Matching Uppercase and LowerCase Letters

uppercase and lowercase letter matching

This interactive and hands on game to teach matching uppercase and lowercase letters is a fun gross motor game for preschool and kindergarten. Use this interactive letter activity along as an alphabet matching with objects and a sensory-motor learning activity!

Matching uppercase letters to lowercase letters is a literacy task that supports reading skills, but also challenges visual discrimination skills, form constancy, and visual scanning, all of which are visual processing skills needed for handwriting and reading comprehension. What’s fun about this activity is that it builds these skills in a fun way!

Uppercase and lowercase letter match activity

Matching Uppercase and Lowercase Letters

Learning letters and matching upper and lower case letters is a Kindergarten skill that can be tricky for some kids.  We made this easy prep letter identification activity using items you probably already have in the house.  If you’ve seen our blog posts over the last few days, you’ve noticed we’re on a learning theme using free (or mostly free) items you probably already have.  

We’re sharing 31 days of learning at home with free materials this month along with 25 other bloggers in the 31 days of homeschooling tips series.  

Today’s easy letter learning activity can use any letters you have around the house or magnetic letters and coffee filters.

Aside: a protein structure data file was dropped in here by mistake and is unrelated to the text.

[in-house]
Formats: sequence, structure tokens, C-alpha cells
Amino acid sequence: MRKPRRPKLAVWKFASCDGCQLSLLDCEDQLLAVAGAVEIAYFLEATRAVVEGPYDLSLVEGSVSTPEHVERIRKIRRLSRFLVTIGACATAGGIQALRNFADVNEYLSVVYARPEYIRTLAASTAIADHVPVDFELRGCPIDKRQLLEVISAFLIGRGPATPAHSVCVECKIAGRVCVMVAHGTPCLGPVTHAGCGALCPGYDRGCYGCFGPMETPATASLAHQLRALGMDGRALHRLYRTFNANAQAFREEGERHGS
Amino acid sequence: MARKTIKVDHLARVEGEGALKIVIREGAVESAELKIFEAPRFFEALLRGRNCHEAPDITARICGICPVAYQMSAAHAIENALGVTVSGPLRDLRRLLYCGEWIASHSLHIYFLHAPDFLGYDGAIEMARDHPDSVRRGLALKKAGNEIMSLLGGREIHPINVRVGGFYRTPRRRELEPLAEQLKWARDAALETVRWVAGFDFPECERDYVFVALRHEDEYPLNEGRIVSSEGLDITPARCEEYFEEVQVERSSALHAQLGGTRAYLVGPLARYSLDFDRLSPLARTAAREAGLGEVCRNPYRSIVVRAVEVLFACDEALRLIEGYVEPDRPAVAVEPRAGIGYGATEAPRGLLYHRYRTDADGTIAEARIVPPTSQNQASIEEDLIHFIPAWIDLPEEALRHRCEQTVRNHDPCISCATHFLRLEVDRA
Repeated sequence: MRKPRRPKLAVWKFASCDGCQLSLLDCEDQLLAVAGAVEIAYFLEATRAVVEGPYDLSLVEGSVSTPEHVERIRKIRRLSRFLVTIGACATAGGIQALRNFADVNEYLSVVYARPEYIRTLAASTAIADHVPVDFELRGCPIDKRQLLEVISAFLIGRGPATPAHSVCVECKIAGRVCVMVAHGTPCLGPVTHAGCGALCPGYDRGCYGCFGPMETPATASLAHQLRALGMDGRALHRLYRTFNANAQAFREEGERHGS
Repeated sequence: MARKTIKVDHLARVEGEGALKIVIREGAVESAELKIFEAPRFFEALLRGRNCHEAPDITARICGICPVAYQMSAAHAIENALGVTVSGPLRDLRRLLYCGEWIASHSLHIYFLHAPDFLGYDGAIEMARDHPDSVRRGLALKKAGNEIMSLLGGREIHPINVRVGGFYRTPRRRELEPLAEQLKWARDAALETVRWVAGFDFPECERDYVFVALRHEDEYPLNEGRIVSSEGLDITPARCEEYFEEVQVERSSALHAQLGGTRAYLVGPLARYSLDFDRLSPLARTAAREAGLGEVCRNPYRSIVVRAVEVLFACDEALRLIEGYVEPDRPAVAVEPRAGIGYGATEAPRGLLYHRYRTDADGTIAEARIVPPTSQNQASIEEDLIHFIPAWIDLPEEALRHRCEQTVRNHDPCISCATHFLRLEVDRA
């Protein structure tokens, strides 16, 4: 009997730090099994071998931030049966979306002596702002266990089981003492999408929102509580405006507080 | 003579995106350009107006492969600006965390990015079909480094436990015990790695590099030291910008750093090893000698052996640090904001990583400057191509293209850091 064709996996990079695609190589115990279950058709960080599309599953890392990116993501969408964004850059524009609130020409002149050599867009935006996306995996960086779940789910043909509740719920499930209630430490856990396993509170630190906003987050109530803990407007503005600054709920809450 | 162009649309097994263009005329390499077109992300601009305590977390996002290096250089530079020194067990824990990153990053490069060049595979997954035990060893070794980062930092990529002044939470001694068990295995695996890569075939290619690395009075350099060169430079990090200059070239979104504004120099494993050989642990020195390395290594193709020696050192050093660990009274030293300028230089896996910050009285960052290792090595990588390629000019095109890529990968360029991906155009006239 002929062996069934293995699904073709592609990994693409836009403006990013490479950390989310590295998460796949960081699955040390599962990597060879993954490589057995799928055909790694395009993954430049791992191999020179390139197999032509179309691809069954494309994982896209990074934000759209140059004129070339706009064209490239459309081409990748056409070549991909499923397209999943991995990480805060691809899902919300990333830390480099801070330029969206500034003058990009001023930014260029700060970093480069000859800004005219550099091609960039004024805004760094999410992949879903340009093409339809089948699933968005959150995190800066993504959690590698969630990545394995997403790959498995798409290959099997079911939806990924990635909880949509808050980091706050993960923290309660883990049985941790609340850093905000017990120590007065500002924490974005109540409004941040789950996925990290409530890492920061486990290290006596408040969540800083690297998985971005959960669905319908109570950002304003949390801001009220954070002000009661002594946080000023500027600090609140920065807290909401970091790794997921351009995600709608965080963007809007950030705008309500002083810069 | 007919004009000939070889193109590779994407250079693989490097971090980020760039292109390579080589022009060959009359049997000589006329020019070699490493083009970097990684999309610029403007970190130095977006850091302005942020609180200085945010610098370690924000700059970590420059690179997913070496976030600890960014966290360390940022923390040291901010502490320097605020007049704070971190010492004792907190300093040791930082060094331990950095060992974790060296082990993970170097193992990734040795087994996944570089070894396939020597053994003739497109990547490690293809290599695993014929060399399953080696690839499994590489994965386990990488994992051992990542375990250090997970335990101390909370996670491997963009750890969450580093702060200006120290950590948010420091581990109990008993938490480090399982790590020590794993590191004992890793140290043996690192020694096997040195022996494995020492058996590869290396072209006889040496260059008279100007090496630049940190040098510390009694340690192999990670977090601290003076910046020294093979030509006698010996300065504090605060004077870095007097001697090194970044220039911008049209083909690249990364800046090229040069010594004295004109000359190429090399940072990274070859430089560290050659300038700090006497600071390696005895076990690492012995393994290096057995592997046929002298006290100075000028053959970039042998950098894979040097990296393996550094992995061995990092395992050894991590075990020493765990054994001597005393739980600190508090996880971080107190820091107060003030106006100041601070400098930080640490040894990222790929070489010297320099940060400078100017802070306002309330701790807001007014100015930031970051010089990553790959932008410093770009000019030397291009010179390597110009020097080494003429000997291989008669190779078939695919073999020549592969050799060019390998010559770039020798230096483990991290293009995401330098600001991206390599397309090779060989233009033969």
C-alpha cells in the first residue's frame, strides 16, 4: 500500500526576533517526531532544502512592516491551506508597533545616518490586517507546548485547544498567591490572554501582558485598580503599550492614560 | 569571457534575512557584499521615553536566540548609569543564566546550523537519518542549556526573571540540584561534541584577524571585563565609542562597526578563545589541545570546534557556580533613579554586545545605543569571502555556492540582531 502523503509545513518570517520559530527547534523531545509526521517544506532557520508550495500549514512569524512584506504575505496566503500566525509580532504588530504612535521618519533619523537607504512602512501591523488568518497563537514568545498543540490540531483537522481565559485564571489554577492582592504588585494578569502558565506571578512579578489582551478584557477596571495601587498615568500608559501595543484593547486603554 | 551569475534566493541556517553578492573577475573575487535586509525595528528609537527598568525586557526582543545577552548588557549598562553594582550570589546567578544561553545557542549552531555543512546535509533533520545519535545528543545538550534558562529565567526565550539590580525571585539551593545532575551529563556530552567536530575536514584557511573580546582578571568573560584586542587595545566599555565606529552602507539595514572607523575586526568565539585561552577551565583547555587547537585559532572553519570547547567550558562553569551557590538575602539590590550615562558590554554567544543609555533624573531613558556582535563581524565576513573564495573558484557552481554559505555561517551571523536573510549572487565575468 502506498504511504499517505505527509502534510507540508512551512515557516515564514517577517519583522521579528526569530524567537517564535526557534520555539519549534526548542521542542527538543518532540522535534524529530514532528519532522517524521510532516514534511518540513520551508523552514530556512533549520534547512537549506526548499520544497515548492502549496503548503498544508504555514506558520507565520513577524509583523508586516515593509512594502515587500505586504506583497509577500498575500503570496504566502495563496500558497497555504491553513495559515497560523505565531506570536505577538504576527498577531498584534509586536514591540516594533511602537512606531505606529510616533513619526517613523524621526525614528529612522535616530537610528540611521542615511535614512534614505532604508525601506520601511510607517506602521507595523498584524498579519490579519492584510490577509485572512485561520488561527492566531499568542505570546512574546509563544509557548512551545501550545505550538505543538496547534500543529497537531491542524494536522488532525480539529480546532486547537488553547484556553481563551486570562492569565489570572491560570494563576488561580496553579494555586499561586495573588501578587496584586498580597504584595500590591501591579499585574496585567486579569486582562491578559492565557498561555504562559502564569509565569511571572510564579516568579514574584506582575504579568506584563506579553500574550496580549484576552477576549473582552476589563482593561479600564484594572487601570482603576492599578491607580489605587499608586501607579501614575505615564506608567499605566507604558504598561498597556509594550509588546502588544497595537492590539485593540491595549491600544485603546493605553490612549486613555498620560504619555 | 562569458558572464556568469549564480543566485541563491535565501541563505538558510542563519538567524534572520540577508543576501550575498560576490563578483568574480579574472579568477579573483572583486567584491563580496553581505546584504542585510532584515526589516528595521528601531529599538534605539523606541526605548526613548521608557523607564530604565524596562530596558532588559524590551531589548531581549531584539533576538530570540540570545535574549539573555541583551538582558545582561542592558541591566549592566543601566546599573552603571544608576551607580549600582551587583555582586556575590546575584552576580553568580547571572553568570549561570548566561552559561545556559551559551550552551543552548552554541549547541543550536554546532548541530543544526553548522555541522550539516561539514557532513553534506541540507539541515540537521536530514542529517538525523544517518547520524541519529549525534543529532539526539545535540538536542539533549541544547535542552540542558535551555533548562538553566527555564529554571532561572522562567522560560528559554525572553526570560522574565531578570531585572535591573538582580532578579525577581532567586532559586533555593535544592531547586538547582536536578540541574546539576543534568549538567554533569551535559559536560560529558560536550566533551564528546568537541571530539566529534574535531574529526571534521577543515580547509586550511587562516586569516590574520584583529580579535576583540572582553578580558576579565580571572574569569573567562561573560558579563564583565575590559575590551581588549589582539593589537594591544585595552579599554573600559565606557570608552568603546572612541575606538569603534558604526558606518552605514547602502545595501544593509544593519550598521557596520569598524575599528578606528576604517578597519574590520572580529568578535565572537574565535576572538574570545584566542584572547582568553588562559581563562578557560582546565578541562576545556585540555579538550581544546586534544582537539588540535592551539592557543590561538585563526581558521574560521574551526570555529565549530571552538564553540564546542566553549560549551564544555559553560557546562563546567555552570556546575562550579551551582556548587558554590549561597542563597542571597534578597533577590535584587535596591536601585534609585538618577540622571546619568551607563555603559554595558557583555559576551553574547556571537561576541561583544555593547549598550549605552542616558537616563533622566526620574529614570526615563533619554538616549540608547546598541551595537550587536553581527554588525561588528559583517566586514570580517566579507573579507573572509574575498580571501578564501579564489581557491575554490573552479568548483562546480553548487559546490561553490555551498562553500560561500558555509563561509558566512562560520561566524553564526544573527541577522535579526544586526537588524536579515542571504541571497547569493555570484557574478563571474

Matching upper and lower case letters and alphabet letter identification can be difficult for kindergarteners.  Use this letter matching game to prepare for kindergarten skills and gross motor play along with visual scanning. Uses magnetic letters and coffee filters for easy prep and set-up.  Great letter matching ideas and activities here!


While this activity is almost free if you’ve got the items at home already, we’re sharing the affiliate links for the items in this post.

Matching upper and lower case letters and alphabet letter identification can be difficult for kindergarteners.  Use this letter matching game to prepare for kindergarten skills and gross motor play along with visual scanning. Uses magnetic letters and coffee filters for easy prep and set-up.  Great letter matching ideas and activities here!

How to play this interactive letter matching activity

You’ll need just a few items for this letter matching activity:

  • Magnetic letters
  • marker
  • coffee filters (but paper towels or recycled paper would work as well.

To set up the activity, there are just a few steps:

  1. Grab the magnetic letters from the fridge and 26 coffee filters.
  2. Use a permanent marker to write one lower case letter of the alphabet on each coffee filter.
  3. With your child, match the magnetic letters to the lowercase letters on the coffee filters.
  4. Ask the child to help you crumble each letter inside the coffee filter that has its matching lowercase letter.
  5. Continue the play!
Matching upper and lower case letters and alphabet letter identification can be difficult for kindergarteners.  Use this letter matching game to prepare for kindergarten skills and gross motor play along with visual scanning. Uses magnetic letters and coffee filters for easy prep and set-up.  Great letter matching ideas and activities here!